Car group tests

Mazda 3 vs rivals

Mazda’s new 3 is already proven as a top family hatch. Now, the entry car meets great-value rivals from Hyundai and Chevy in a budget battle

The new Mazda 3 has banished the memory of its rather bland predecessor. Range-topping versions of the latest Japanese hatch combine style, practicality and sharp driving to impressive effect, and the model ran the Volkswagen Golf close in the compact family class at Auto Express’s New Car Awards 2009.

But what about lesser versions of the Mazda? With prices starting at £13,500 for the 1.6-litre S, it undercuts established rivals – and falls into the clutches of value-for-money alternatives.

Video: watch CarBuyer's video review of the Mazda 3

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Newest of these is the Chevy Cruze saloon. What it lacks in hatch versatility it makes up for with a long list of kit, sharp looks and a capable chassis shared with Vauxhall’s new Astra.

We tested the 1.8 LT version in Issue 1,070, and now we try the 1.6-litre LS. At £12,595, it’s the cheapest car here, plus the best equipped. But can it match our final contender as an ownership proposition?

Hyundai’s i30 has a five-year warranty. It’s shocked European rivals by mixing the Koreans’ traditional value with desirability and dynamic talent. And at £12,600, it undercuts the Mazda by £900. Which of our trio is our champion?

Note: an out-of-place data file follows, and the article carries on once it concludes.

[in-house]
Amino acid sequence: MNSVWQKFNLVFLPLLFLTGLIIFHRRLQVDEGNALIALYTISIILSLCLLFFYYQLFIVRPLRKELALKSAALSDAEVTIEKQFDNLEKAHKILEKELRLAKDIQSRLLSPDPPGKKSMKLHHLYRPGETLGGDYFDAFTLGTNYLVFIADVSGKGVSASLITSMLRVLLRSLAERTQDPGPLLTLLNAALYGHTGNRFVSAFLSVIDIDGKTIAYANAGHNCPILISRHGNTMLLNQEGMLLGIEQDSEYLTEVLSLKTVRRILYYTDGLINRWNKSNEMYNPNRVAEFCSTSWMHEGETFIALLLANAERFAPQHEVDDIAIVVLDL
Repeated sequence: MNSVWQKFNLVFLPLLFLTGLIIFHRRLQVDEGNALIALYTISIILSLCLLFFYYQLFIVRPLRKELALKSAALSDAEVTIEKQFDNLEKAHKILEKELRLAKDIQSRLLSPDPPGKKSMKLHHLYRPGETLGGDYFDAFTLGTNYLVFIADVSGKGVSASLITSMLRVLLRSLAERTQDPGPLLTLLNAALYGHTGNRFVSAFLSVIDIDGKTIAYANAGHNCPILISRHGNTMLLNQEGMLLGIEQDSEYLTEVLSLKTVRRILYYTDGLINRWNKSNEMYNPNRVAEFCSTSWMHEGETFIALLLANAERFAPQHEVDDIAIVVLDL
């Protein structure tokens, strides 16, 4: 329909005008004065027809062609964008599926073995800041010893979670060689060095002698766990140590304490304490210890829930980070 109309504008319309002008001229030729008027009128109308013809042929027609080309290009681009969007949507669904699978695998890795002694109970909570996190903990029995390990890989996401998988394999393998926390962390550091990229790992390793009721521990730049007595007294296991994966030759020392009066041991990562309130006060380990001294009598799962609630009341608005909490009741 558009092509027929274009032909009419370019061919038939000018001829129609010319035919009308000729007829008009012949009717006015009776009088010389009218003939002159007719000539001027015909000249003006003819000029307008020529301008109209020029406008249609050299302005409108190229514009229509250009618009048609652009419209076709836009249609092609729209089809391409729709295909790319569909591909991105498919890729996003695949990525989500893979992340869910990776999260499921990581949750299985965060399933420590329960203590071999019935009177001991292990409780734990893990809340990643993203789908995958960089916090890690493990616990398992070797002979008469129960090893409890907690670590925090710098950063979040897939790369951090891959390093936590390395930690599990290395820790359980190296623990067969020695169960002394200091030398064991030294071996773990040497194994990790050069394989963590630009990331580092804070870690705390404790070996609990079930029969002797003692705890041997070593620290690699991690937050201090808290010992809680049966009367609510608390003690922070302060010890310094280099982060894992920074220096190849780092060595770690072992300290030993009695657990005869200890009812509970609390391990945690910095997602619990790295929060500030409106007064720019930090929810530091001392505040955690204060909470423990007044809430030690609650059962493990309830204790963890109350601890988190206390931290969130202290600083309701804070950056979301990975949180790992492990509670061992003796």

Verdict

What this test proves is that you no longer have to settle for second best when buying on a budget. For the price of a mid-spec supermini, our contenders serve up family car versatility. But which of the three takes victory?

The Chevy makes a strong case for itself. It’s well equipped, looks striking and has a composed chassis. Plus, even though it’s available only as a four-door, it’s practical, too. But the engine is off the pace here, and poor residuals leave it trailing.

That means the Mazda and Hyundai fight it out for top honours. The i30 is a huge leap forward, and is easily a match for established rivals. It’s solidly built, good to drive and has a huge spec list, so it appeals on many levels. Add the company’s famous five-year warranty, and the car is extremely tempting.

However, it can’t quite match the Mazda in this test. Even after a short drive in the 3, the quality of its engineering shines through. What’s more, the Japanese hatch is practical, beautifully built and delivers class-leading residuals, which offsets the higher price. If your budget stretches that far, the Mazda is worth every penny.

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